Paper Piecing Has Gone to the Birds

One of my quilt goals this year was a temperature quilt. I’m not sure why this particular type of quilt tickled my fancy in 2023, but I decided back in November 2022 I wanted to make one. The premise behind a temperature quilt is to tell the weather story for an entire year. You pick a range of temperatures and then assign a color to each range. My range goes like this:

24 degrees and below — dark blue

25 – 29 degrees — royal blue

30 – 34 degrees — blue

35 – 39 degrees — light blue

40 – 44 degrees — ice blue

45 – 49 degrees — lightest turquoise

50 – 54 degrees — light turquoise

55 – 59 degrees — turquoise

60 – 64 degrees — yellow green

65 – 69 degrees — yellow

70 – 74 degrees — orange

75 – 79 degrees — red orange

80 – 84 degrees — red

85 – 90 degrees — magenta red

90 plus degrees — magenta

I wanted the five degree breaks in the range so I could use a large variety of fabric colors. Range decided, I began scrolling through Pinterest (you know that place…the place where you literally lose hours of your life you never get back) and Google. I saw temperature quilts made of squares and rectangles, and others made of circles. Some quilters decided to use a Cathedral Windows and others opted for Yo-yos. Each day the quilter makes one square (or Cathedral Window, Yo-yo, etc) representing the low temperature of the day and another representing the high.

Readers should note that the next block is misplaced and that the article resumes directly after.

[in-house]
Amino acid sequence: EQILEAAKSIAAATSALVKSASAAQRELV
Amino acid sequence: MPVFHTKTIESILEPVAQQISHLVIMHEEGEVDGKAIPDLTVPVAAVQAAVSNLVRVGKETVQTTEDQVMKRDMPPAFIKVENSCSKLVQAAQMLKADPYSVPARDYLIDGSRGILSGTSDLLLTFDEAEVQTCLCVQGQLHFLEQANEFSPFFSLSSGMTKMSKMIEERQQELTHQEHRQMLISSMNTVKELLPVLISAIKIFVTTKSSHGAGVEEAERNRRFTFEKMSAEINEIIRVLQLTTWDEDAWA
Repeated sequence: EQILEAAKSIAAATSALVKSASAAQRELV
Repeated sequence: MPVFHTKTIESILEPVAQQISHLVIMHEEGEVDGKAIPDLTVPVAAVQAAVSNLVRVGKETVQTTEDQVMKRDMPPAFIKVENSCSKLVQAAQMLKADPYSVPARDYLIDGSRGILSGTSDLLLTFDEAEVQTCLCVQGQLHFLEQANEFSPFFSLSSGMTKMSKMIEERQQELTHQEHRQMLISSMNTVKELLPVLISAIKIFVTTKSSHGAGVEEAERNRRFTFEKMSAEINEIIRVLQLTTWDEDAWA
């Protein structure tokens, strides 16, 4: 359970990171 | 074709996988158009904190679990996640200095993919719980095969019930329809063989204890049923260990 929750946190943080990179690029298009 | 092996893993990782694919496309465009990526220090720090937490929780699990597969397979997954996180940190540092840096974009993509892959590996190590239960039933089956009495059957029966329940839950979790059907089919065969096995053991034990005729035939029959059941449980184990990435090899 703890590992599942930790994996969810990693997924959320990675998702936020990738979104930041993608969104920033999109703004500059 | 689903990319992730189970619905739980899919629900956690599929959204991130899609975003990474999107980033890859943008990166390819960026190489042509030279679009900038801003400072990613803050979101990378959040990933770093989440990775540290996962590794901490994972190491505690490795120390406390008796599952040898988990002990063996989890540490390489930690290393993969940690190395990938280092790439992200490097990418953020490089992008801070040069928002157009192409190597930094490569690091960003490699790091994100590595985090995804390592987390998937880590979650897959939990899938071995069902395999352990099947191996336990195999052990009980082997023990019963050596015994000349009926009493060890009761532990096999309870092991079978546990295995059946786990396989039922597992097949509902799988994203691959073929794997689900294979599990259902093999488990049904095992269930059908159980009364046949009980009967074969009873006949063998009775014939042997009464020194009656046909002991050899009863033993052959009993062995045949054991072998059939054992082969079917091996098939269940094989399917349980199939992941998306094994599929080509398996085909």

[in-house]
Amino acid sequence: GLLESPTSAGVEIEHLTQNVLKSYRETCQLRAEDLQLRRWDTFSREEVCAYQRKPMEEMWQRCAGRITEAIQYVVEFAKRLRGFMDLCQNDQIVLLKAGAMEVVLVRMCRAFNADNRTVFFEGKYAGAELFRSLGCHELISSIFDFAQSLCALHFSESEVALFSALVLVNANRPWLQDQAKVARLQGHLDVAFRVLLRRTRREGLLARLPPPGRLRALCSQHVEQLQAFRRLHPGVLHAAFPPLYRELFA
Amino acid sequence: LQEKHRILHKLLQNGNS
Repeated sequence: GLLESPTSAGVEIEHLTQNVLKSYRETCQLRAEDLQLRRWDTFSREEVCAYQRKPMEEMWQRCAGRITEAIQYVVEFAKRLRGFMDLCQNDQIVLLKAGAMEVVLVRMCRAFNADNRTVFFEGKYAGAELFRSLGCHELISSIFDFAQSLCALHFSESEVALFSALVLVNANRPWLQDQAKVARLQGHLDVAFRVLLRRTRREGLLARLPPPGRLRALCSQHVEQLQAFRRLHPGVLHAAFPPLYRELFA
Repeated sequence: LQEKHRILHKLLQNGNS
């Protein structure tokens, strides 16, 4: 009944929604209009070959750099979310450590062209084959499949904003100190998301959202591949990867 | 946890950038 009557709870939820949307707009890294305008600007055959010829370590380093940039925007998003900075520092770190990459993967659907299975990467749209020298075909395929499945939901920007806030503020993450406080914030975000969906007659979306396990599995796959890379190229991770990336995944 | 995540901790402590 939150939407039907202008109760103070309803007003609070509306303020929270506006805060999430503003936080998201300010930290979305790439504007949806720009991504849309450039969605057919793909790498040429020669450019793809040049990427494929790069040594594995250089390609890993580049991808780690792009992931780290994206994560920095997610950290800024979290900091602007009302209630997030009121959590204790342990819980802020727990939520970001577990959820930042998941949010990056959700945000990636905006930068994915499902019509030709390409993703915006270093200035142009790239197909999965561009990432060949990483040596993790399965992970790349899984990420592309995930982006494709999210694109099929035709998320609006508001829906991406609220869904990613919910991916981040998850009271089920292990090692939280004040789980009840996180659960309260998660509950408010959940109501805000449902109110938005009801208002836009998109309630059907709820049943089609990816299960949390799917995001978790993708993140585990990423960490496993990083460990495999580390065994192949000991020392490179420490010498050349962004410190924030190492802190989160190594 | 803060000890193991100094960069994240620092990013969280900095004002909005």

That’s right. You heard correctly.

Two. Every day. One for the high temperature and the other for the low.

I know me, and I know no matter how well I planned out my time, making two whatevers a day wouldn’t always work. And even if I decided to push my temperature quilt to a weekend-only project, that leaves 14 units to make over a 48-hour period. Nope. Definitely wouldn’t work for me. There are other quilts I want to make. So I searched for alternatives and found this pattern:

These adorable birds are brought to you courtesy of the extremely talented Bethanne Nemesh (pattern can be purchased as a download at The birds come in two sizes and two different levels of complexity. I used the bird in the picture above. The head and back represent the average highs of the week. The cheek and tail the average lows. Now take a look at the wing. There are seven “feathers” in the top row and seven in the bottom. Each of the feathers on top represent the daily high temperatures, beginning with Sunday. The bottom feathers represent the daily lows. All which means instead of making two blocks a day, I just make one bird a week.

I considered this a win.

This is also a paper-piecing pattern. Which I considered another win. And as I have been sewing through my birds (and I’m happy to report I’m not behind on this project), I begin to wonder how many of you like to paper piece and if you’d like to know how I work my way through the process.